04 January, 2009

Art "Bloopers"

Happy New Year everyone. Its appropriate to start the new year on a happy note. This is a list of student "bloopers" reproduced with permission from an art academics list.

Please enjoy.


From a student essay answering the question, 'What is Architecture?':'An architect must compose like a musician, must draw like a painter, and he must present his work like an actress.'

Rembrandt was known for his heavy antipasto.

Rubens: Marriage portrait of the artist and his wife Isabella Bronte
(Charlotte's little known sister?)

Brancacci Chapel, title of paintings: St. Peter raising someone from the grave. St. Peter and John distributing welfare.

On the Sarcophagus of Junius Bassius:
An Archaic Greek sculpture depicting Christ and his apostles.
The Esophagus of Junius Bassies.
A tombstone where Christ shows his power and majesty by stepping on the head of a peasant.

Brueghel is known as a great genie painter.

Hogarth: Author of many satirical works, among them "The Rape's Progress".

Both these artists exhibit in their works an unquenchable desire for attraction on observing their paintings through their different styles they reach a point of genius which the artistic lover cannot overcome.

A comparison: In the Egyptian statue the dead stone is not cut away. But the Greeks show a completely idealized male with nothing between his legs.

In Courbet's "Source of the Love," all the lines and patterns converge to a point well inside the cave. They form a concave bowel effect adding to the shape of the composition.

Rodin sculpture: The Buggers of Calais.

The Abstract Expressionists suffered permanent discourse as a result of the uproars of WWII.

To paraphrase (on surrealism) it seems that the phenomena of "paranoic critical activity" is a sudden irrational understanding of a sudden perceived association welded into "structuralized criticism" of the association, yielding in the cohabitation of the two a juxtaposition that is, in its "procedural" aspects one and the same with the thought of the canvas.

Demeter: An Egyptian kind of measurement.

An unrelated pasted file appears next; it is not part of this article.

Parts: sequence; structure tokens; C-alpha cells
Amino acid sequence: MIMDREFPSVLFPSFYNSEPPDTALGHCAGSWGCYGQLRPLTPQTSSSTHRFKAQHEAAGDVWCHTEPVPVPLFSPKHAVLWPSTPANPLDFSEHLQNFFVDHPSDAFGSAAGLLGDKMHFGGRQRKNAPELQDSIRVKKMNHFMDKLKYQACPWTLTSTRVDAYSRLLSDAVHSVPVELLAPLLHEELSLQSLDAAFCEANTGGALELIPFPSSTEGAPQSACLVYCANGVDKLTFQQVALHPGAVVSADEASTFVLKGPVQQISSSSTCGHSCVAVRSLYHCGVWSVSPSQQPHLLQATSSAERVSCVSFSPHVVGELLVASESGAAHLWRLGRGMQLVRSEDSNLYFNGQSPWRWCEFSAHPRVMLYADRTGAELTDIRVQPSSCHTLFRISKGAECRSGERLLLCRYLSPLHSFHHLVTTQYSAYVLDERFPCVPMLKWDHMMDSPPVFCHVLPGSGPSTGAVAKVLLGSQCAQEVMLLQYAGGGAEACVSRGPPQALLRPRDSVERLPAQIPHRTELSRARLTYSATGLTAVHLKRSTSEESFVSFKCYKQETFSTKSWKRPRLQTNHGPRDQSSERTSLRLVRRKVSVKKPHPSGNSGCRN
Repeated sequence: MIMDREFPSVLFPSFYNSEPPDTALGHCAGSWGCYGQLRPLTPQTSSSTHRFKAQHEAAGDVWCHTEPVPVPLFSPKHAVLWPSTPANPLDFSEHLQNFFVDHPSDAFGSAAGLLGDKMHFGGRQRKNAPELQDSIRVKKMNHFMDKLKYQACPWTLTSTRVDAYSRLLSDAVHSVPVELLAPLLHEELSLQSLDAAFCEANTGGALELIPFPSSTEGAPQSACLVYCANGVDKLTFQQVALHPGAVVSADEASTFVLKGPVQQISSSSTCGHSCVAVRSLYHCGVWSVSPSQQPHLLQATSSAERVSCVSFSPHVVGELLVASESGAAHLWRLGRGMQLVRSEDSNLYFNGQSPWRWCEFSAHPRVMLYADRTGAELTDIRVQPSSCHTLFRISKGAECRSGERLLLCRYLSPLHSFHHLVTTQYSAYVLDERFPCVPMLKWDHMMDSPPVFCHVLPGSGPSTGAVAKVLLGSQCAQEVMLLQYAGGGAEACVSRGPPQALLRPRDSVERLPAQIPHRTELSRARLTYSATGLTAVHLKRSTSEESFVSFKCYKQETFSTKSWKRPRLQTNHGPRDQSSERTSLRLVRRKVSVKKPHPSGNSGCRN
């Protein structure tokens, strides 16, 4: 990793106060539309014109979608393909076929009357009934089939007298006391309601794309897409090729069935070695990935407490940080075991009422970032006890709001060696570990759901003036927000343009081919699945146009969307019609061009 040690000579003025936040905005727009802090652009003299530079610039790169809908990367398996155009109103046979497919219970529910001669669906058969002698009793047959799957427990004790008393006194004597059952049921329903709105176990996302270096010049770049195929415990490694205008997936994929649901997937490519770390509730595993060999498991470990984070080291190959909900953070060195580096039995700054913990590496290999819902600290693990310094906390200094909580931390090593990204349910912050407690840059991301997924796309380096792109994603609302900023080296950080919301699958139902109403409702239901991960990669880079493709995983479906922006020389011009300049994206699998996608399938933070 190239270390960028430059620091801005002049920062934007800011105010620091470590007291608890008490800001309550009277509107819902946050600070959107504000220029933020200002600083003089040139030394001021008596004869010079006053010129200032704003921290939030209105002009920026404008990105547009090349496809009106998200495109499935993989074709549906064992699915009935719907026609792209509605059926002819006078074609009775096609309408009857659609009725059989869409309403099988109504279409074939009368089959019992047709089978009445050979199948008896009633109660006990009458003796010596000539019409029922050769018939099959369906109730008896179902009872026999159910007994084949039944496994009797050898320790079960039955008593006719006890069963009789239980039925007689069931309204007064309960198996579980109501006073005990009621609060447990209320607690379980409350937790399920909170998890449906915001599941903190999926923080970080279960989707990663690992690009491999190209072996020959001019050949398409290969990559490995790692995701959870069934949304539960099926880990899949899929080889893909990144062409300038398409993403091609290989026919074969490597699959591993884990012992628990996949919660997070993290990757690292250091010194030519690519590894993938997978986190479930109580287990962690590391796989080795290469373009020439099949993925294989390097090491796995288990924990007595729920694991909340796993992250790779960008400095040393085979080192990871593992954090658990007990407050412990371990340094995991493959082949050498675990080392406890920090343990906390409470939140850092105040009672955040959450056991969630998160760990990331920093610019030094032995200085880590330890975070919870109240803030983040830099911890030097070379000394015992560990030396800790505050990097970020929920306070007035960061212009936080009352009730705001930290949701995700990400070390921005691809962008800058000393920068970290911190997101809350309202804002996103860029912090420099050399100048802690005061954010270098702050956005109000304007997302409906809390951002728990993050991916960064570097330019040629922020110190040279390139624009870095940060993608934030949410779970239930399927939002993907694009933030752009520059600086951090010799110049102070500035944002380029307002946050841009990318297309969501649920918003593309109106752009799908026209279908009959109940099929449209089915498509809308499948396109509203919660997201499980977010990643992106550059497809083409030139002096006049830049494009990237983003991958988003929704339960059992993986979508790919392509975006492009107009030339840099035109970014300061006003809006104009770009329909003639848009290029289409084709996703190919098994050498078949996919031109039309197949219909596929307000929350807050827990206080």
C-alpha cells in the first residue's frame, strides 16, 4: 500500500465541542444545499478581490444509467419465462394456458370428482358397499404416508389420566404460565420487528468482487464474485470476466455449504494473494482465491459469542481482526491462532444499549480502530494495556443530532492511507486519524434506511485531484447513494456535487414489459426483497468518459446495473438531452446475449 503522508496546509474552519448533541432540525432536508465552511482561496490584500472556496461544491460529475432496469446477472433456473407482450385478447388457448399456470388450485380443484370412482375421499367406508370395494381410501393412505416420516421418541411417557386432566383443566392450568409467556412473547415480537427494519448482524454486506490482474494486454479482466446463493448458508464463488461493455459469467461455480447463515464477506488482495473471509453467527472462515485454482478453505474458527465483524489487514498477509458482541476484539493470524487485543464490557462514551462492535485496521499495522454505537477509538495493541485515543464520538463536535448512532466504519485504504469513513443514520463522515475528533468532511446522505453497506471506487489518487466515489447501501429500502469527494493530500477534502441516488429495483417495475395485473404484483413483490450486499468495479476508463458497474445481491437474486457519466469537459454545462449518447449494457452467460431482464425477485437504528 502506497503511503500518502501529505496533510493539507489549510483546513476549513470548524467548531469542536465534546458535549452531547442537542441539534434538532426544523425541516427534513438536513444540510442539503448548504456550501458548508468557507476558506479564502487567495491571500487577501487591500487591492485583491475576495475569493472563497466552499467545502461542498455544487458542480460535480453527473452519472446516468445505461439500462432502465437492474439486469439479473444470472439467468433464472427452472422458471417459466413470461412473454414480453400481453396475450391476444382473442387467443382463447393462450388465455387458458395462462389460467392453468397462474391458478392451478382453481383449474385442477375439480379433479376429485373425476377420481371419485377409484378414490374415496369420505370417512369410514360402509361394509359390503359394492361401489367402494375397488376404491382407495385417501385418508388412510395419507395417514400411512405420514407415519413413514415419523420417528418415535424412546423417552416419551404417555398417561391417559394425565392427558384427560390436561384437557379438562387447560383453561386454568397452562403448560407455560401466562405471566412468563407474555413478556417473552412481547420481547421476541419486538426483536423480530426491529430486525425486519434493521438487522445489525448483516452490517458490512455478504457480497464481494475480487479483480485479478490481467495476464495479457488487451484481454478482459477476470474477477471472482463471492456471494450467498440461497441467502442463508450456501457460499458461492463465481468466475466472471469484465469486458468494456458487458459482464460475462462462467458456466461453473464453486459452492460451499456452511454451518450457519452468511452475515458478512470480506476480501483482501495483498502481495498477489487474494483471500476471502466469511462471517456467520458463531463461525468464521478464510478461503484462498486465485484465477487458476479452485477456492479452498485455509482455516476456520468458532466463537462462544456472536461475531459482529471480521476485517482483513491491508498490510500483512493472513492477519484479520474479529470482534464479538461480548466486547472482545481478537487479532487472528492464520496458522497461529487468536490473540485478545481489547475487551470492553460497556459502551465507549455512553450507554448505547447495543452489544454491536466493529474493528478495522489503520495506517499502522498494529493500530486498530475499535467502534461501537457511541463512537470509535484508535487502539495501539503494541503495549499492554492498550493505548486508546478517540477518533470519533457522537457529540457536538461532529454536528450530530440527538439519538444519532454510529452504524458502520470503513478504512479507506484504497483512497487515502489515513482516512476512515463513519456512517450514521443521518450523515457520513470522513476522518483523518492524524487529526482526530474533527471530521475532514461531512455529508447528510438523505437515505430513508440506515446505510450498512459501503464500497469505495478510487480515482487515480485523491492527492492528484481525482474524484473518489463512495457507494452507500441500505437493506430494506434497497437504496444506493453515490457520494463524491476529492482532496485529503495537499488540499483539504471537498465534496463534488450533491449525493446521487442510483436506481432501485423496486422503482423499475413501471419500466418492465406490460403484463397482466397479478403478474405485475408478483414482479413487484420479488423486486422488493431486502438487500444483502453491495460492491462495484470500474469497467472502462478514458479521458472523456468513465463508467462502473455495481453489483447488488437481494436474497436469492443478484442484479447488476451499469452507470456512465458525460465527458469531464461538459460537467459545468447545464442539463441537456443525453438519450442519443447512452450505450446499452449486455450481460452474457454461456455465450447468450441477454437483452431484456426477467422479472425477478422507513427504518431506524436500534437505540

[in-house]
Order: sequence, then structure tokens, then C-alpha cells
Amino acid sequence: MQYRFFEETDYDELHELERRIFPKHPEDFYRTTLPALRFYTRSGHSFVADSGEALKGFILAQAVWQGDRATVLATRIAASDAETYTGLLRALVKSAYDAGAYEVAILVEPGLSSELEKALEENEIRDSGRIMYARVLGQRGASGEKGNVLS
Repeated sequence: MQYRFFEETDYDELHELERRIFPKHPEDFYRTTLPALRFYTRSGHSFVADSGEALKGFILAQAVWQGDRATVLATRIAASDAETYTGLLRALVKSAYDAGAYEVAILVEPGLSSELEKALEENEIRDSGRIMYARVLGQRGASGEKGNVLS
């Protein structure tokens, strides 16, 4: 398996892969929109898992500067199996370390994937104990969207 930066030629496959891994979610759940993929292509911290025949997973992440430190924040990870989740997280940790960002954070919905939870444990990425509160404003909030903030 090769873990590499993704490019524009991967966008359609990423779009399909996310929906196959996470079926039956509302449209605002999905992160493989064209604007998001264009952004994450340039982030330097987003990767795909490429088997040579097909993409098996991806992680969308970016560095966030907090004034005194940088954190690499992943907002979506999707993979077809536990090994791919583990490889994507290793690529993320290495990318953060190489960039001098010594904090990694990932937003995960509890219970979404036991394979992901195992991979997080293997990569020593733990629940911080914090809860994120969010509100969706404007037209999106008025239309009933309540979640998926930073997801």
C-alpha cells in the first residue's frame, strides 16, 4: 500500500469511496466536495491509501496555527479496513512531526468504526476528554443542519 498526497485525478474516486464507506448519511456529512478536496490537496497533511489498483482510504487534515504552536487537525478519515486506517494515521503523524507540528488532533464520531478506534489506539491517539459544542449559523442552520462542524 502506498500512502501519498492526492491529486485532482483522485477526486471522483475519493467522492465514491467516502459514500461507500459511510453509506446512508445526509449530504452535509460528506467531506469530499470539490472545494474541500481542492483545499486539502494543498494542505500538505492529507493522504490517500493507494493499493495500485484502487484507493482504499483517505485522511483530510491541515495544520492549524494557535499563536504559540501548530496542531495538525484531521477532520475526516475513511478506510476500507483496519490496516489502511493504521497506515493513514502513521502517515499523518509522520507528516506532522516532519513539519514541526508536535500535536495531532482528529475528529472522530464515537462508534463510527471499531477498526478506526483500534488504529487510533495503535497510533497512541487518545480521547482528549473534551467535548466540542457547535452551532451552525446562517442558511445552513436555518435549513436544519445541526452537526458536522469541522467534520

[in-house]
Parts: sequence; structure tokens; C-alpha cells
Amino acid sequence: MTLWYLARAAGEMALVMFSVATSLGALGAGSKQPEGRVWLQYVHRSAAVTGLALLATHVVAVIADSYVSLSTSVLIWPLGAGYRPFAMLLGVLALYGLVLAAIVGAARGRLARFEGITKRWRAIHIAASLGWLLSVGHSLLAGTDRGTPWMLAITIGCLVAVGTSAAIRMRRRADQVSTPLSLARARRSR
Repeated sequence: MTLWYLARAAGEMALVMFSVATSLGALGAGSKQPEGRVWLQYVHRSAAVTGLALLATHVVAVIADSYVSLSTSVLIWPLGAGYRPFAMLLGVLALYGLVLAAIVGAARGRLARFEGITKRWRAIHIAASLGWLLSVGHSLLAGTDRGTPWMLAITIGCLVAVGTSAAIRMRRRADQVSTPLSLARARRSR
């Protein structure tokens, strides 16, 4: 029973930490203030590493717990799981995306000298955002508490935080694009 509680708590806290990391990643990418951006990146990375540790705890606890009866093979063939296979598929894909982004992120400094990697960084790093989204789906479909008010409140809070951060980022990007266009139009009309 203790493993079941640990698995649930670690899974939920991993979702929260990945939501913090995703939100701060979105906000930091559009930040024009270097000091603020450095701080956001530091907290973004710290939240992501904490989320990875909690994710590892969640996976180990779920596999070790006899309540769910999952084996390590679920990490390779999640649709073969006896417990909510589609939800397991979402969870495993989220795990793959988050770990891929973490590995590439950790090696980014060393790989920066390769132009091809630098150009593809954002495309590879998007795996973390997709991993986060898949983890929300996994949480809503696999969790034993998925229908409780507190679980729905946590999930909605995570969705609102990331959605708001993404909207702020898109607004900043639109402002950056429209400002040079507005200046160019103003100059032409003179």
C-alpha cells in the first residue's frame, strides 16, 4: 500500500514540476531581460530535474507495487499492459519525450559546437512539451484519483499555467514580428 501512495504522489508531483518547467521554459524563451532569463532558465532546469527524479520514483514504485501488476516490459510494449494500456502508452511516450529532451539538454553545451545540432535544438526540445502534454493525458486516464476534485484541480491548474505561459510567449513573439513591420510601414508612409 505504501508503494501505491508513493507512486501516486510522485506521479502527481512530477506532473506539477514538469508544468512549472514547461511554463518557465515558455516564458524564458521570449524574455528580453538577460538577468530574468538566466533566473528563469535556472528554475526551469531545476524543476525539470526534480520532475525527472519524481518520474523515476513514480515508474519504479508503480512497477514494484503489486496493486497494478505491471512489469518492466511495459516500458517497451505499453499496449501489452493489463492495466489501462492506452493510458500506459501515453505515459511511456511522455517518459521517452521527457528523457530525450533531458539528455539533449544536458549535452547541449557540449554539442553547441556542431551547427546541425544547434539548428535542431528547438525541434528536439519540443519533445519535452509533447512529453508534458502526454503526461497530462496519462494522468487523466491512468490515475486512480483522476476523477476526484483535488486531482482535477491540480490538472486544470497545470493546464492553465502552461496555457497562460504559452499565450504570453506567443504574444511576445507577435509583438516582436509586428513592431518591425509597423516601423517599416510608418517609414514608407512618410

There are many coffins on the ceiling of the Pantheon; and there is an oculist at the top.

Bestiary: A place in the monastery where they kept the animals.

Post and Lintel: The two architects who built the Parthenon.

The Salon de Refuse is the Ash Can School.

Cubicula: A room in the catacombs carved out of tofu.

Contrapasto means the weight is shifted to the hind leg.

Jamb sculpture is sculpture which is jambed into the side of the church.

Barrel vaulting is a religious ceremony.

A groin vault is the vault that male gymnasts hate the most.

Caravaggio painted "moral-sized pictures."

The first Gothic structure was the "Ambugulatory of Dennis by Abbot Sugar,"

Egg tempera is composed of eggs, flour, and milk.

Moissac tympanum shows Christ and the 24 elves.

Reynolds painted Mrs. Siddons as a Tragic Mouse.

The tombstone of Hegeso is an example of bra-relief.

Contrapposto is where the structure emphasizes the bone in the lower abdomen.

A module is a small hill or promontory.

Egyptian relief figures from the tomb of Ti combine profile views and frontal views: an example of contraceptive art.

Botticelli's Birth of Venus: Thus the virgin may be presented to the Judeo-Christian ethic divested of even her maidenform.

In the Baths of Caracalla one could see enormous groin faults.

Alfred Dite
Arnold Fini and his wife
Cephren with Horace the Hawk
Chephren was a pharaoh, not a common pheasant.

A prehistoric sculpture: "The Venus of Zeckendorf"

Contrapposto means against the post. In classical times tree-trunks and posts were used to support the statue.

A pharoh is an Egyptian mummy raped in linen.

The Church of Hagia Sophia is built on a pedantic style dome.

The back part of the church is the asp.

The Greek attitude towards the nude is shown in the Aphrodite of the Cnidians. Aphrodite places her hand over her public zone.

A Basilica is a church with a knave running up the aisle.